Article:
“There was an endless, thwarted quest for happiness. But then also a kind of resignation. There is a crack in everything and that’s what allows the light to come in,” Mr. Zeppetelli, the museum director told me via a phone interview.
Visitors can enter a virtual, surround-sound concert room, whose four walls will display montages of Cohen performing hit songs such as “Suzanne” over several decades. Another listening space includes exclusive cover versions by musicians such as Moby, Julia Holter, and The National with Sufjan Stevens. Candice Breitz formed out an amateur choir of Cohen fans who recorded their own version of the artist's landmark album I'm Your Man. A video installation titled The Offerings explores Cohen’s philosophical outlook. There's also a Wurlitzer organ whose keys have each been programmed to trigger audio of the singer reading his own poems. Zach Richter created a virtual reality experience titled "Halleluljah." If, to quote a Cohen song, you want it darker, then spend some alone time in the Depression Box designed by Israeli filmmaker Ari Folman ("Waltz with Bashir).
The singer gave his blessing to the Museum of Contemporary Art to stage the exhibition A Crack in Everything, which includes items from his personal archives, including autobiographical sketches.
Planning for the exhibition was underway before the singer died in 2016. The exhibition took on a different tenor following his passing, Zeppetelli admitted.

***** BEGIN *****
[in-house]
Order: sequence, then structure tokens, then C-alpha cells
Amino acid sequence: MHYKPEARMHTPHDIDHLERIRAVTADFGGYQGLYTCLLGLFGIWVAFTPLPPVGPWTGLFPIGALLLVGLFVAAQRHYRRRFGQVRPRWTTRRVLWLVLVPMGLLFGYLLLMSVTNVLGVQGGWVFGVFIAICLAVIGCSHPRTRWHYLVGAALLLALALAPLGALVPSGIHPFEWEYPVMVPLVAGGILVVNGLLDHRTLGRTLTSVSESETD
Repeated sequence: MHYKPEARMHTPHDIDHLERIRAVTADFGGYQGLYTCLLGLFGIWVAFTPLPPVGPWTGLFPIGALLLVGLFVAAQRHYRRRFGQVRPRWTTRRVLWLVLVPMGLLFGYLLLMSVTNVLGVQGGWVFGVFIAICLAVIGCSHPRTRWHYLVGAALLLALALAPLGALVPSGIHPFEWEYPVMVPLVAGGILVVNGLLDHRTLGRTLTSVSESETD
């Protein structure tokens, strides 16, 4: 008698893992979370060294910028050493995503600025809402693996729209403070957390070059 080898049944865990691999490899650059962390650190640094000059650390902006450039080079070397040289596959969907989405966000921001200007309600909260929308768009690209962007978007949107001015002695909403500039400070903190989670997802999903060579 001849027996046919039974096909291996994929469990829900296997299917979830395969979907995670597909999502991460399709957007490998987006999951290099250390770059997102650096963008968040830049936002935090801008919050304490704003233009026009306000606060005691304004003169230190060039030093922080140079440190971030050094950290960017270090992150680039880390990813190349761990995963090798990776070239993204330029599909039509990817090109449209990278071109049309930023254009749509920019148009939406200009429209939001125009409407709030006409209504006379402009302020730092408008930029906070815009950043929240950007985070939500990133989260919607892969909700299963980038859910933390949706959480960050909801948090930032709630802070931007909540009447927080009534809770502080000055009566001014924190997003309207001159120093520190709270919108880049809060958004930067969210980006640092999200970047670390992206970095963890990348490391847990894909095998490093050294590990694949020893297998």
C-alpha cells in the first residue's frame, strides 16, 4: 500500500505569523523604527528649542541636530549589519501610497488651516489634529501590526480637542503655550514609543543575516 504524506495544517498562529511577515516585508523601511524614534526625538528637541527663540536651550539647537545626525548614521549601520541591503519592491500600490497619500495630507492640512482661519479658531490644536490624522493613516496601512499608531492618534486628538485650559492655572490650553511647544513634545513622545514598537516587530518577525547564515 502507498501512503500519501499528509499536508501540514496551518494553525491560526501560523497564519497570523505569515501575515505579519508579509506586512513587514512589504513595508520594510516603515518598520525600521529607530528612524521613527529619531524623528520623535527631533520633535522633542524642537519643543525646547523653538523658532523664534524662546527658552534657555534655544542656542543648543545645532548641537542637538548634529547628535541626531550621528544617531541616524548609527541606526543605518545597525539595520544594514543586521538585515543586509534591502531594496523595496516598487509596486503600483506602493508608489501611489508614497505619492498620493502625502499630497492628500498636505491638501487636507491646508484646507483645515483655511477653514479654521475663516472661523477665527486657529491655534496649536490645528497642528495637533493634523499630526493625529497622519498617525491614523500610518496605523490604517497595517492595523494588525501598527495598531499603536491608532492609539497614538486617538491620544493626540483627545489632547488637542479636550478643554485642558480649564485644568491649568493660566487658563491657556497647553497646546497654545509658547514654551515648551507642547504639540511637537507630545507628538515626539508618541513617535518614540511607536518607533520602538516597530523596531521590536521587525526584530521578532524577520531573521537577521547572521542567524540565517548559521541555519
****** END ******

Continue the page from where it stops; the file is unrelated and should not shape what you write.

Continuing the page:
“We were planning for almost two years and fantasizing about inviting Leonard to the opening and showing him around just to demonstrate to him how vital his work has been, not just to his fans and music lovers, but to all kinds of people. He was very chuffed about that, that he could be an influence to people outside of his area, not songwriters and fans, but to other artists in different disciplines.”
The exhibition at the Musée d'art contemporain de Montréal runs through April 9, 2018.
Also on newsstands: The new issue of Prog magazine includes an interview I did with renowned Washington Post politics reporter David Weigel.
In addition to the demanding beat of covering Donald Trump on the campaign trail, Weigel wrote The Show that Never Ends: The Rise and Fall of Prog Rock. The hardcover edition, published by W.W. Norton, has been such a success that it quickly sold out its first print run. During my piece about Weigel's love of progressive rock, he told me about how he got turned on to Yes and got turned down by Robert Fripp.
The magazine includes exclusive interviews with Geddy Lee and Alex Lifeson of Rush (both of whom I was honored to interview when I wrote the book The Art of Rush) as well as Peter Hammill, Brian Eno, Godley & Creme, and Tim Bowness.